Infrastructure for the Old
America is aging. We should build cities that are also for the elderly.
One of the first things I noticed when I moved to Hong Kong last month is that people walk surprisingly slowly, and that on the sidewalk, unlike on escalators or in the metro system, there are no clear rules: People walk on the left and on the right, they take up a lot of space, they weave, they walk three abreast, they don’t seem to notice if someone is trying to pass. Some people speed; many stroll. These kinds of walking patterns wouldn’t surprise me if I saw them in, say, Seattle, Houston, or Atlanta, where I nearly lose my mind at the average walking speed just transiting through the airport. But Hong Kong is the most efficient and optimized city I’ve ever lived in, and so this lack of convention and the slow pace feels discordant with everything else around me. And as is always the case for any human being when we’re dropped somewhere new, we don’t tend to notice the many things that work the way we’re used to, and instead zero in on the ones that feel different. In so many ways, Hong Kong feels a lot like New York — except the pace at which people move, especially outside of the business district.
I’m fascinated by little cultural differences like walking speed: How they come to be, what they say about a place (Hong Kongers, by the way, believe they walk fast, and certainly do compared to residents of cities other than New York and London). And over the past month, I’ve been talking to friends and my husband about the incongruity of slow, disorganized on-foot movement, in a stunningly orderly city where public transport is the most efficient I’ve ever seen, people line up in neat rows hewing to the right on ever escalator, and the whole place is designed to ferry people as reliably and effortlessly as possible. Like any other cultural norm, there’s probably no singular explanation. But a few, to me, seem at least partly explanatory: A lot of people here are old, a lot of people don’t drive, it’s hot a lot of the time, and nearly everyone has their nose in their phone even as they walk around.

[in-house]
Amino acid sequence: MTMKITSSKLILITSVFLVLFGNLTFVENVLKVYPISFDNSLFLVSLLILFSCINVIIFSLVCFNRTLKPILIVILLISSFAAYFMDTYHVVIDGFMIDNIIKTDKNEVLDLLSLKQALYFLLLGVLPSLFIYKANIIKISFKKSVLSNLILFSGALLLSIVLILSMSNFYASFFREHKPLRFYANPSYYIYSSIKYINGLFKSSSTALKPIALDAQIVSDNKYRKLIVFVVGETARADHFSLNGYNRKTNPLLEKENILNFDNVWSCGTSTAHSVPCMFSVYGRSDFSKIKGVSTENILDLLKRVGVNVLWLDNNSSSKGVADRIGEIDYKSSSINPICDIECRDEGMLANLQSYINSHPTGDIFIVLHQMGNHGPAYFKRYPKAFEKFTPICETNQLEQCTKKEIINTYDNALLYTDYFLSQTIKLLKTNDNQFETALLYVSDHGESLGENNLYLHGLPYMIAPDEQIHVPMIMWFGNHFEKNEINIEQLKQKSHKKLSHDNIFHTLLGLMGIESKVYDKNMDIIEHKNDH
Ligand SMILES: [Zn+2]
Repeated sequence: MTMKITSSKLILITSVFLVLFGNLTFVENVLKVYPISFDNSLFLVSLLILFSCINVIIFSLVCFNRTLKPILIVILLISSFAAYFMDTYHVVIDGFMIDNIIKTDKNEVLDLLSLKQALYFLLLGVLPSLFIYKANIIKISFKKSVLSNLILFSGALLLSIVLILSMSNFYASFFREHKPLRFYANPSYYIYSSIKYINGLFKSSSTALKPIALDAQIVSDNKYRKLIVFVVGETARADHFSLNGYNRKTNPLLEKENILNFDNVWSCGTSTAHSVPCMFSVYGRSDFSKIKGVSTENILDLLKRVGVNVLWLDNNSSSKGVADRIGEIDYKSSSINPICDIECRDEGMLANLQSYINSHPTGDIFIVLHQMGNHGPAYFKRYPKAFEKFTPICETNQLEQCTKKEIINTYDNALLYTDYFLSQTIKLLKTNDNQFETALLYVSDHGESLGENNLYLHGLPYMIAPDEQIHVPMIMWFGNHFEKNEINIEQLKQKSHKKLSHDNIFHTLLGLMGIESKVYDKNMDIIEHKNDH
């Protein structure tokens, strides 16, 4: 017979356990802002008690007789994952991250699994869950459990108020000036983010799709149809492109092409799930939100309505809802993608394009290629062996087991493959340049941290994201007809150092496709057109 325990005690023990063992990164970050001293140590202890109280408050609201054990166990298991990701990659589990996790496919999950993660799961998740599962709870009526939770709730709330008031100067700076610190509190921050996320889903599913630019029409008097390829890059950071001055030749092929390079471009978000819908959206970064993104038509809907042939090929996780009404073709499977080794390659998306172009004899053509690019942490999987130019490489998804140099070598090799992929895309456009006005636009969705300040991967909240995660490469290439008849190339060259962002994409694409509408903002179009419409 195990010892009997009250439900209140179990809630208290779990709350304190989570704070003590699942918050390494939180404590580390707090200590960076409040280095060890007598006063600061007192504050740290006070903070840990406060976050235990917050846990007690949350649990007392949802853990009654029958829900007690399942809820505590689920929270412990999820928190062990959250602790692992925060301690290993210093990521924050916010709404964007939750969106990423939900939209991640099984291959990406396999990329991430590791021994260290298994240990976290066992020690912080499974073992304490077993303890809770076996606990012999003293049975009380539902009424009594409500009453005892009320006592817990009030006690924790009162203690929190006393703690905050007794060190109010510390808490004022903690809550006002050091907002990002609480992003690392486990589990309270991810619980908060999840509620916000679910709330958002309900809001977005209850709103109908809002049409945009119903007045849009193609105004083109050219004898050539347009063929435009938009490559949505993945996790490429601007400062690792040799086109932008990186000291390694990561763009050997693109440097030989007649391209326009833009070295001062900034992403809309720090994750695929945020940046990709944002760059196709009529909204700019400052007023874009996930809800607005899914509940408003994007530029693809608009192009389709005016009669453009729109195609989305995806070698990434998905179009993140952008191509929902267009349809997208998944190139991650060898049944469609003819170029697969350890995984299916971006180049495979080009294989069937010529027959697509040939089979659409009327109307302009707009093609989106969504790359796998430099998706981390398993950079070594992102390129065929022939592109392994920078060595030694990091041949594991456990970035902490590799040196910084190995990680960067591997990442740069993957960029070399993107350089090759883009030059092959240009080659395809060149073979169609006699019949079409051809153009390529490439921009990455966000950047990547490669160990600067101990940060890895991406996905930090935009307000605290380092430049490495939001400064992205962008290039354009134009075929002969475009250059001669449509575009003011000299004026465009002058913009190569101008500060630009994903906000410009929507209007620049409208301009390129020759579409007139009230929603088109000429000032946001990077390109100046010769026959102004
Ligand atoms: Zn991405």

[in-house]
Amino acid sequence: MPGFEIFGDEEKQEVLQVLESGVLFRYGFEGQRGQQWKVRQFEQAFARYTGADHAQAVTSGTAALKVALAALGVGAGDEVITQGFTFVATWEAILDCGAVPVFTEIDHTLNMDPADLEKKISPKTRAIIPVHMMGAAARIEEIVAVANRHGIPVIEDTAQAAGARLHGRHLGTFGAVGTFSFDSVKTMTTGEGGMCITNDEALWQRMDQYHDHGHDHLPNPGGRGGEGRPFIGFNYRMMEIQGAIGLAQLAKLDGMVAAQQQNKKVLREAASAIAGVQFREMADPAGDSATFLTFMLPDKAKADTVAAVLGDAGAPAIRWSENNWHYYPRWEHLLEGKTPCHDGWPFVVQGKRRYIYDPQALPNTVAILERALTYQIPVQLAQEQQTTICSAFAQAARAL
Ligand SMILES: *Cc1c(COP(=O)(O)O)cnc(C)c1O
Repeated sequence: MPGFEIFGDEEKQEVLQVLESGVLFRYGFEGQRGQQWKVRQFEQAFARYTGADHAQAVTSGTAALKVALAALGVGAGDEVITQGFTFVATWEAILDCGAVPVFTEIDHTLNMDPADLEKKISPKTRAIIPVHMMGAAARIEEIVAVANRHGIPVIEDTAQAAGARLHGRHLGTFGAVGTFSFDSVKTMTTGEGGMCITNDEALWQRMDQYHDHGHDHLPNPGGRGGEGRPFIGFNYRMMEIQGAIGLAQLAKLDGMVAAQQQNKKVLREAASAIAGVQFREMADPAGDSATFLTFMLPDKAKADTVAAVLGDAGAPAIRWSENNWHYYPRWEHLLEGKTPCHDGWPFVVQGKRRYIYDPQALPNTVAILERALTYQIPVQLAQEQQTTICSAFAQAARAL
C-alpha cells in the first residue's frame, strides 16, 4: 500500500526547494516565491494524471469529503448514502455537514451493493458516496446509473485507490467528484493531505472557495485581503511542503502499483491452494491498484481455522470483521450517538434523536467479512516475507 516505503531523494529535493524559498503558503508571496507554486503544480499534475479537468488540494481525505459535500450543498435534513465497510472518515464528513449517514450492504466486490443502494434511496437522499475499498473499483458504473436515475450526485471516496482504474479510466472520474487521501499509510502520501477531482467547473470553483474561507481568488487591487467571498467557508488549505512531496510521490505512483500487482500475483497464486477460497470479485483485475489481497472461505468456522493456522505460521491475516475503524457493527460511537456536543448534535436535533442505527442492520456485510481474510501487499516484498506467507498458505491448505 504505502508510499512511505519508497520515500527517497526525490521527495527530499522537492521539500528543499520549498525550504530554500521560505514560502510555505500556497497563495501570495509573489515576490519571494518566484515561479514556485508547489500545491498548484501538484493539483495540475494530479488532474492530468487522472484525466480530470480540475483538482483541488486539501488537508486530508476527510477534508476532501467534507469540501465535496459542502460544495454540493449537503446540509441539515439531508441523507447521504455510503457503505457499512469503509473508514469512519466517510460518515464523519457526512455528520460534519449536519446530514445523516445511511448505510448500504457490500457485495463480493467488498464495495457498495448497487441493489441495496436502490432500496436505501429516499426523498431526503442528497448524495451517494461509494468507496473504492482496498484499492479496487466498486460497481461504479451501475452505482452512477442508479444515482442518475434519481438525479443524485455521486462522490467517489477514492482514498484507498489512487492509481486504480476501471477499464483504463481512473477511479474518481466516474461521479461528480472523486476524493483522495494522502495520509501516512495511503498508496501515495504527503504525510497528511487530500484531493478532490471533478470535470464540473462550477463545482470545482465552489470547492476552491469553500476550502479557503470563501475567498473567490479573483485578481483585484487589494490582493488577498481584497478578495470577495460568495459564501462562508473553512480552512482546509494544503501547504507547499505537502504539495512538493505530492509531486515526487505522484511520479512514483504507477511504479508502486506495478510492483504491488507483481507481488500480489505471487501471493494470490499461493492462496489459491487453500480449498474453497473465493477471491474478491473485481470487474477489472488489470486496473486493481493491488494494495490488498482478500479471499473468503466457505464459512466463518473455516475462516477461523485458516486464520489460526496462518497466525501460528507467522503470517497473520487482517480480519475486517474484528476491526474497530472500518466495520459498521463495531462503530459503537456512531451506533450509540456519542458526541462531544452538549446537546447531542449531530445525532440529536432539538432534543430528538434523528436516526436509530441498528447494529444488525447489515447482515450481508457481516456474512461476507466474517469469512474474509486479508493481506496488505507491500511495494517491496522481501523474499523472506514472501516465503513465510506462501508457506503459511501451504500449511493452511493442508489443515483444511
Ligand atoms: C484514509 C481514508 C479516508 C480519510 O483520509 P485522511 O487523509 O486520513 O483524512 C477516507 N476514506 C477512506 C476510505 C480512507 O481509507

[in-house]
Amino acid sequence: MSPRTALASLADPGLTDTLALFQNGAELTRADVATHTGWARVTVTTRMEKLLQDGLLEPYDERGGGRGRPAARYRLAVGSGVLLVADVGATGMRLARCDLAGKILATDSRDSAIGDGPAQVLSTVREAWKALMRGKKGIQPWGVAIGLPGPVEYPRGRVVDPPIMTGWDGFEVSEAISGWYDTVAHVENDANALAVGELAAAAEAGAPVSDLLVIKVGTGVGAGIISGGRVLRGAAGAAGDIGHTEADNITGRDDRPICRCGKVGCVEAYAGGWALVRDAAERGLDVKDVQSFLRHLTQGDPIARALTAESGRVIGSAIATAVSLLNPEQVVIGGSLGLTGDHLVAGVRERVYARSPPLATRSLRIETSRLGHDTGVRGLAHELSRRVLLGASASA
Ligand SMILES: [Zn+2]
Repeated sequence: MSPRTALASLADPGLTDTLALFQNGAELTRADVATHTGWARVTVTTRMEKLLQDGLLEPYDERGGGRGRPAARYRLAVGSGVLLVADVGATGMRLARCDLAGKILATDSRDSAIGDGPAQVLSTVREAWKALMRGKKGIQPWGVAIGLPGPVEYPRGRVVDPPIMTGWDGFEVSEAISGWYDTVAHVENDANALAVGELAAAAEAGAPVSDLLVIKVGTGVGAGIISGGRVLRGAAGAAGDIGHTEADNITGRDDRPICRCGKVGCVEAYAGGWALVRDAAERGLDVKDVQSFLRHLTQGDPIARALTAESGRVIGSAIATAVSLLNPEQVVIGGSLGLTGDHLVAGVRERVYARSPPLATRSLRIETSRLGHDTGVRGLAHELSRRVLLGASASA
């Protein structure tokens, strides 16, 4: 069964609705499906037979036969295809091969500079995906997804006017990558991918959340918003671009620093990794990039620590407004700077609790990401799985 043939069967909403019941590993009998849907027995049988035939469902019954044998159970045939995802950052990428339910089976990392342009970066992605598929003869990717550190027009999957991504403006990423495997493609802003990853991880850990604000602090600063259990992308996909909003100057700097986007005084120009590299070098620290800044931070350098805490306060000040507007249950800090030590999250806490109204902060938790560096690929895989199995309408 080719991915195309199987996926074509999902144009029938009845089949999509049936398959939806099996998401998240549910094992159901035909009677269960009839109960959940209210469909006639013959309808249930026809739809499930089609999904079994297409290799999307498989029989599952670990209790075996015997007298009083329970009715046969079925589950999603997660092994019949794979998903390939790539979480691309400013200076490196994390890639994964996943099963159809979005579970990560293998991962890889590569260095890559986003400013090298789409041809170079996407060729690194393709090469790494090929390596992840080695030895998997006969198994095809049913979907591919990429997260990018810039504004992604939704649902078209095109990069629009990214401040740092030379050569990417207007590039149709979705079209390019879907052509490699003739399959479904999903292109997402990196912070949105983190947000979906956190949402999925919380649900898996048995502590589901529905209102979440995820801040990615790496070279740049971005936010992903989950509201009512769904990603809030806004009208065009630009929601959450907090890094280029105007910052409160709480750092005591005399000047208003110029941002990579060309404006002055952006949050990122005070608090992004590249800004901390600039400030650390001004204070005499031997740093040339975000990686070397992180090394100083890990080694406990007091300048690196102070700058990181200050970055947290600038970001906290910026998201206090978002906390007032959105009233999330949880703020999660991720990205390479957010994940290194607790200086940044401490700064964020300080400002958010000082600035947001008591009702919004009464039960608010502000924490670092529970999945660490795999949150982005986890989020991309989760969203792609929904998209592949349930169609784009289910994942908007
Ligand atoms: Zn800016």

Older folks move slower; hence, a slower average walking pace. People who don’t drive may not hew as closely to norms of hewing to the left (in the UK) or the right (in the US). When it’s hot, it’s really really unpleasant and often physically impossible to move quickly, and this norm carries over to the winter months, too, even though right now it’s pretty temperate. When you’re watching videos or checking your texts, you’re going to walk more erratically and fail to notice those around you. But I’m the most interested in the first explanation — age — and particularly in what it says about this place, and what it reflects back on the place I’m from.
As I’ve moved through this city, and as I’ve watched other people move through this city, I’ve been particularly struck by how many old people are out and about: Doing errands, riding public transport, doing Tai Chi in the park. If you live in the United States, you may (or may not) have noticed that we tend to hide our old people away. We may have our own cute grandpas and doting grandmas, but elderly people who move slowly or rely on mobility devices or cannot drive are often pushed out of cities, isolated in suburbs and rural areas, and ousted from public life generally.
That’s a bad way to live. And as Americans age — Baby Boomers are rapidly increasing the ranks of the aging — we should change it. We hear a lot about how aging people will need more spending on healthcare and how there will be employment opportunities for nurses and health aides, and that’s all true. But to improve quality of life for the aging, the aging don’t just need care that keeps them alive. They need social settings that keep them connected, active, and vital. American cities should step up.